For more than a millennium, Sufism has been the core of the spiritual experience of countless Muslims. As the chief mystical tradition of Islam, it has helped to shape the history of Islamic societies. Although it is the Sufi face of Islam that has often appealed to Westerners, Sufis and Sufism remain mysterious to many in the West, and are still widely misunderstood. In this new, redesigned paperback edition of this bestselling book, a scholar with long experience of Sufism in the Middle East, Southeast Asia, and Europe succinctly presents the essentials of Sufism and shows how Sufis live and worship, and why. As well as what Sufism is and where it comes from, the book discusses Sufi orders not only in the Islamic world but also in the West. The political, social, and economic significance of Sufism is outlined, and the question of how and why Sufism has become one of the more controversial aspects of contemporary Islamic religious life is addressed. This book assumes no prior knowledge of the subject. It is a penetrating and concise introduction for everyone interested in Islam and Islamic societies.
Christianity and Monasticism in Aswan and Nubia
Edited by Gawdat Gabra Hany N. Takla
Hany N. Takla
Christianity and monasticism have flourished along the Nile Valley in the Aswan region of Upper Egypt and in what was once Nubia, from as early as the fourth century until the present day. The contributors to this volume, international specialists in Coptology from around the world, examine various aspects of Coptic civilization in Aswan and Nubia over the past centuries. The complexity of Christian identity in Nubia, as distinct from Egypt, is examined in the context of church ritual and architecture. Many of the studies explore Coptic material culture: inscriptions, art, architecture, and archaeology; and language and literature. The archaeological and artistic heritage of monastic sites in Edfu, Aswan, Makuria, and Kom Ombo are highlighted, attesting to their important legacies in the region....read more
29 April 2013
91 b/w illus.
Christianity and Monasticism in Upper Egypt
Volume 2: Nag Hammadi–Esna
Edited by Gawdat Gabra Hany Takla
Volume 2: Nag Hammadi–EsnaEdited by Gawdat Gabra
Christianity and monasticism have flourished in Upper Egypt from as early as the fourth century until the present day. The contributors to this volume, international specialists in Coptology from around the world, examine various aspects of Coptic civilization along the Nile Valley from Nag Hammadi (associated with the famous discovery of Gnostic papyri) through Luxor and Coptos and south to Esna over the past seventeen hundred years, looking at Coptic religious history, tradition, language, heritage, and material culture in the region through texts, art, architecture and archaeology. Contributors: Iwona Antoniak, Heike Behlmer, Ramez Boutros, Renate Dekker, Marianne Eaton-Krauss, Stephen Emmel, Cäcilia Fluck, Gawdat Gabra, James E. Goehring, Martin Krause, Bishop Martyros, Nashaat Mekhaiel, Howard Middleton-Jones, Samuel Moawad, Ashraf Nageh, Fr. Angelous el-Naqlouny, Elisabeth R. O’Connell, Tonio Siegfried Richter, Adel F. Sadek, Ashraf Alexandre Sadek, Fr. Bigoul al-Suriany, Matthew Underwood, Jacques van der Vliet, Gertrud J.M. van Loon, Fr. Awad Wadi, Youhanna Nessim Youssef...read more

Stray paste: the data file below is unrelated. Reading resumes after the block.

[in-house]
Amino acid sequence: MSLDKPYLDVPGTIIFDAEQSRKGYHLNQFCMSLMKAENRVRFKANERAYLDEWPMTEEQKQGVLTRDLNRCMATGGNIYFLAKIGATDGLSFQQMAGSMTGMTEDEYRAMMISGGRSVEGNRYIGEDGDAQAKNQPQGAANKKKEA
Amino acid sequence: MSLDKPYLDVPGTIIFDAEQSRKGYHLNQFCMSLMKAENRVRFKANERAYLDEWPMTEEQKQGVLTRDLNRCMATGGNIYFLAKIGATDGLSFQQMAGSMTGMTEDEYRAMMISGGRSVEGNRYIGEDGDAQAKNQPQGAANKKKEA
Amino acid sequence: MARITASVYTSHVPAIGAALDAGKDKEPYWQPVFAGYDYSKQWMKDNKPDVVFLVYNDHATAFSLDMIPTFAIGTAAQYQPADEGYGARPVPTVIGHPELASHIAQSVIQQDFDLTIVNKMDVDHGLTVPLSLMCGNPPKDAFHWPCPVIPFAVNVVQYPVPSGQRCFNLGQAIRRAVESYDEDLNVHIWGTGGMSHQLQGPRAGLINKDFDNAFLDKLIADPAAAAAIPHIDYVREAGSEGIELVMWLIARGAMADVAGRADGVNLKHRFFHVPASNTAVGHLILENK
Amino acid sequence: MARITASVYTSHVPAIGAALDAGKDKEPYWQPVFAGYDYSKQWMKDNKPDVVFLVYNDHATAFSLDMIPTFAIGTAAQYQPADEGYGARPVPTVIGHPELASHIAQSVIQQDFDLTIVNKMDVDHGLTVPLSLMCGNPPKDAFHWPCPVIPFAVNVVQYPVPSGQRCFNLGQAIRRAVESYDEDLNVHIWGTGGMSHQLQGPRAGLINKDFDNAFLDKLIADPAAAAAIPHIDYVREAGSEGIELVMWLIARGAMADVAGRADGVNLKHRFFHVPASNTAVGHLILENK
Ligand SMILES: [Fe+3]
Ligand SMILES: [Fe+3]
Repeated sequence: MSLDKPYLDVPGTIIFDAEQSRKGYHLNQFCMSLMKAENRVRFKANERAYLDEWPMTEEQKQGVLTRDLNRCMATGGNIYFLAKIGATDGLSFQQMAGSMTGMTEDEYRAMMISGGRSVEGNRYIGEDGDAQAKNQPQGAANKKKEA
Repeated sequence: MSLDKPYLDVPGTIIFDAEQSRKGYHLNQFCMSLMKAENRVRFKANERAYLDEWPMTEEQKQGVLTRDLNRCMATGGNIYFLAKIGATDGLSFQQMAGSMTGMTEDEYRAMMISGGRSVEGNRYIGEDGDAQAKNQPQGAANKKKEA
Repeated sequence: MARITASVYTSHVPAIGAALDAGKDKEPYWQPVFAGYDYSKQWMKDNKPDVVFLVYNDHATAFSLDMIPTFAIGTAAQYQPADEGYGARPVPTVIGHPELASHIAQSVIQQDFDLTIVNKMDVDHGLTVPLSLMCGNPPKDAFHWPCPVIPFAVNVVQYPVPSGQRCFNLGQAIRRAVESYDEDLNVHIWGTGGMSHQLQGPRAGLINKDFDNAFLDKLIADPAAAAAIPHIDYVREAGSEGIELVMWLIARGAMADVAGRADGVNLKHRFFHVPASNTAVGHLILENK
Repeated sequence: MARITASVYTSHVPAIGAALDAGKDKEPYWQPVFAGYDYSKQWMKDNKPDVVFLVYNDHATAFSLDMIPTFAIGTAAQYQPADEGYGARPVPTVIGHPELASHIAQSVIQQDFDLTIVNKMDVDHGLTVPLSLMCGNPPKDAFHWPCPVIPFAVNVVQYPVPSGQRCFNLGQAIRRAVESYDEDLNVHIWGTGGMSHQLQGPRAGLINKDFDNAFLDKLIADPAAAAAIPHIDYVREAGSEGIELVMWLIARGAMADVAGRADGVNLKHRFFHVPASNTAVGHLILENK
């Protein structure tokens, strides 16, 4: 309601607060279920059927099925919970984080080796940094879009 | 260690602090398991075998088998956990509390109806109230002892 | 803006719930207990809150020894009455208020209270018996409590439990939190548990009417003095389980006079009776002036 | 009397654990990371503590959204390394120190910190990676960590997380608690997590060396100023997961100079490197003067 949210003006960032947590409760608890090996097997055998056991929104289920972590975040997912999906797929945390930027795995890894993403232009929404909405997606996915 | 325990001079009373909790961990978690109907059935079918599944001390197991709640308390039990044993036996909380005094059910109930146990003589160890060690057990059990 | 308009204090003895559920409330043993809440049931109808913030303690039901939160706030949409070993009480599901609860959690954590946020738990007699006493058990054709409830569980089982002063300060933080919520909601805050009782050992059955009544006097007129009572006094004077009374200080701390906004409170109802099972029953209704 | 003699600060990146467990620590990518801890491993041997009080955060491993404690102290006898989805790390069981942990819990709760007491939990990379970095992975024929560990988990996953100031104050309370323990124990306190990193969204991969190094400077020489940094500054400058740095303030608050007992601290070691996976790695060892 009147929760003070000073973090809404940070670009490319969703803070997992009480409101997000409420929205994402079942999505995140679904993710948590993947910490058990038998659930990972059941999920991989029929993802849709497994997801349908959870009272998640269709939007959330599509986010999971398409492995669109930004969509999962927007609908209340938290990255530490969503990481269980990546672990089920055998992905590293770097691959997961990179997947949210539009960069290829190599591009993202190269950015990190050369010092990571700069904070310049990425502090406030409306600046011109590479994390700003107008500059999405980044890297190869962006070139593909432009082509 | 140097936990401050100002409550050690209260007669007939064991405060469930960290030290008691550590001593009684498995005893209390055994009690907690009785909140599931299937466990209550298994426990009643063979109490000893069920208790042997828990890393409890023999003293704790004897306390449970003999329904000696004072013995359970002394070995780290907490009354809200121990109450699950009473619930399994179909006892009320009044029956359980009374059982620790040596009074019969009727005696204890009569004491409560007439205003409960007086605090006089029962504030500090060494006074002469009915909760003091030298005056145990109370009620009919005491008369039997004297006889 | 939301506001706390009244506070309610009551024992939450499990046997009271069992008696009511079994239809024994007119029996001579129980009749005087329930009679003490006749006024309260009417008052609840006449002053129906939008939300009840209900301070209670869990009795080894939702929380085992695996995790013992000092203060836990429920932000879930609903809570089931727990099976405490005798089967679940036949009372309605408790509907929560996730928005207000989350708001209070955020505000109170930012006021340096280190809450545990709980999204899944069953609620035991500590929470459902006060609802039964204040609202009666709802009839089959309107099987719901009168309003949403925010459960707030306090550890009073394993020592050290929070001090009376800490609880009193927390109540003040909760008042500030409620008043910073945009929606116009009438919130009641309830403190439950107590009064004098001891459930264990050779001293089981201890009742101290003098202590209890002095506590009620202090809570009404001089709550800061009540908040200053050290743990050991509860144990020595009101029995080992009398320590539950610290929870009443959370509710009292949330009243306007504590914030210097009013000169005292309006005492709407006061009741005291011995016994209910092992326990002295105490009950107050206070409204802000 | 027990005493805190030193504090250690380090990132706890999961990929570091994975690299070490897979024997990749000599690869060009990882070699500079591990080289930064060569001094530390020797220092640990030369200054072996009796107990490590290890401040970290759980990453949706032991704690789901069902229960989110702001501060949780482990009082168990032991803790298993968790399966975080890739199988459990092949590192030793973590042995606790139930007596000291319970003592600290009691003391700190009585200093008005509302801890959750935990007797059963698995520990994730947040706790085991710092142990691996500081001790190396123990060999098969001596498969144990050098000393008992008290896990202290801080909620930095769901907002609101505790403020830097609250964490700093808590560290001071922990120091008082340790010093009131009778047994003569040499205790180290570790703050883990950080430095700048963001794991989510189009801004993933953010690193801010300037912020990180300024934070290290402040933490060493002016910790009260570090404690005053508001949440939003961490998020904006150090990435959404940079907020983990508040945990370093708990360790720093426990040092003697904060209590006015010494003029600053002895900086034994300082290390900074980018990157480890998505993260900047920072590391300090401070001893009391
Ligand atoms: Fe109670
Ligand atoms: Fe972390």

15 December 2010
Coptic Saints and Pilgrimages
Otto F.A. Meinardus
The Coptic Christian tradition is one that goes back almost two thousand years to the very beginnings of Christianity: Mark the Evangelist himself is said to have brought the faith to Alexandria. In his Two Thousand Years of Coptic Christianity (AUC Press, 1999), renowned scholar Otto Meinardus reviewed the history of the official church from its earliest days to the end of the twentieth century, with its doctrinal disputes and its long isolation from other world churches. Here in Coptic Saints and Pilgrims, he examines the other side of the coin, the popular traditions and beliefs of the people. While the Coptic Orthodox church is strongly influenced by Hellenistic modes of thinking, many of the folk attitudes and practices by contrast have their roots in the religious heritage of pharaonic Egypt, and while the official faith is by its sacramental nature exclusive, the folk religion is inclusive and touches every aspect of the personal lives of ordinary Copts. It is this popular aspect of Coptic religious devotion that is revealed here, in its many points of focus: biblical saints, martyrs, ascetics, equestrian warriors, ‘silverless’ physicians, women saints, pilgrimage, dreams, visions, and apparitions....read more
15 February 2008
20 color illus.
An Islam of Her Own
Reconsidering Religion and Secularism in Women’s Islamic Movements
Reconsidering Religion and Secularism in Women’s Islamic MovementsSherine Hafez
As the world grapples with issues of religious fanaticism, extremist politics, and rampant violence that seek justification in either “religious” or “secular” discourses, women who claim Islam as a vehicle for individual and social change are often either regarded as pious subjects who subscribe to an ideology that denies them many modern freedoms, or as feminist subjects who seek empowerment only through rejecting religion and adopting secularist discourses. Yet in actuality Muslim women whose activism is grounded in Islam draw equally on principles associated with secularism. Here Sherine Hafez focuses on women’s Islamic activism in Egypt to challenge these binary representations of religious versus secular subjectivities. Drawing on five years of ethnographic fieldwork within a women’s Islamic movement in Cairo, Hafez analyzes the ways in which women who participate in Islamic activism narrate their selfhood, articulate their desires, and embody discourses in which the boundaries are blurred between the religious and the secular....read more